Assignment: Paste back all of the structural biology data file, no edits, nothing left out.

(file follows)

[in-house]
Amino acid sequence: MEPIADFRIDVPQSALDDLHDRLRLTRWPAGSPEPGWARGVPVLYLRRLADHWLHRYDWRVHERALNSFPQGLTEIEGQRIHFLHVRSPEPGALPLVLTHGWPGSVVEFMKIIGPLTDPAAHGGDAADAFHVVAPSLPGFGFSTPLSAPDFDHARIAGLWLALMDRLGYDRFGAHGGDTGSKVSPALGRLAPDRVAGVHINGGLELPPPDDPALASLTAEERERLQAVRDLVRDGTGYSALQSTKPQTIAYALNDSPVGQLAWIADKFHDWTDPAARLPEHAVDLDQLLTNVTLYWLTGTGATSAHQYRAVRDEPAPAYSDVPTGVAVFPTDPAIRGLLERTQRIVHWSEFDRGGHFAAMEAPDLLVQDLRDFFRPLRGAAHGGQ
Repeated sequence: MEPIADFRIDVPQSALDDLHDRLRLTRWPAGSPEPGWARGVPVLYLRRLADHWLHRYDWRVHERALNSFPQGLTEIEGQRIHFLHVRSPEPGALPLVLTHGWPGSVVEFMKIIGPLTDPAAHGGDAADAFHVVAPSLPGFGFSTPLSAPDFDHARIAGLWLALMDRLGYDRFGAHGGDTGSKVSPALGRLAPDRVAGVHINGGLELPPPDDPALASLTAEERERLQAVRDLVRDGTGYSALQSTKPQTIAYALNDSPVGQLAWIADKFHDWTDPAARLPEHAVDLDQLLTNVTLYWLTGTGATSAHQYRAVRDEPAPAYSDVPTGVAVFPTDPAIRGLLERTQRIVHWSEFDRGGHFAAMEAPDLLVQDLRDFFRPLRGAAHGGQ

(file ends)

[in-house]
Amino acid sequence: MEPIADFRIDVPQSALDDLHDRLRLTRWPAGSPEPGWARGVPVLYLRRLADHWLHRYDWRVHERALNSFPQGLTEIEGQRIHFLHVRSPEPGALPLVLTHGWPGSVVEFMKIIGPLTDPAAHGGDAADAFHVVAPSLPGFGFSTPLSAPDFDHARIAGLWLALMDRLGYDRFGAHGGDTGSKVSPALGRLAPDRVAGVHINGGLELPPPDDPALASLTAEERERLQAVRDLVRDGTGYSALQSTKPQTIAYALNDSPVGQLAWIADKFHDWTDPAARLPEHAVDLDQLLTNVTLYWLTGTGATSAHQYRAVRDEPAPAYSDVPTGVAVFPTDPAIRGLLERTQRIVHWSEFDRGGHFAAMEAPDLLVQDLRDFFRPLRGAAHGGQ
Repeated sequence: MEPIADFRIDVPQSALDDLHDRLRLTRWPAGSPEPGWARGVPVLYLRRLADHWLHRYDWRVHERALNSFPQGLTEIEGQRIHFLHVRSPEPGALPLVLTHGWPGSVVEFMKIIGPLTDPAAHGGDAADAFHVVAPSLPGFGFSTPLSAPDFDHARIAGLWLALMDRLGYDRFGAHGGDTGSKVSPALGRLAPDRVAGVHINGGLELPPPDDPALASLTAEERERLQAVRDLVRDGTGYSALQSTKPQTIAYALNDSPVGQLAWIADKFHDWTDPAARLPEHAVDLDQLLTNVTLYWLTGTGATSAHQYRAVRDEPAPAYSDVPTGVAVFPTDPAIRGLLERTQRIVHWSEFDRGGHFAAMEAPDLLVQDLRDFFRPLRGAAHGGQ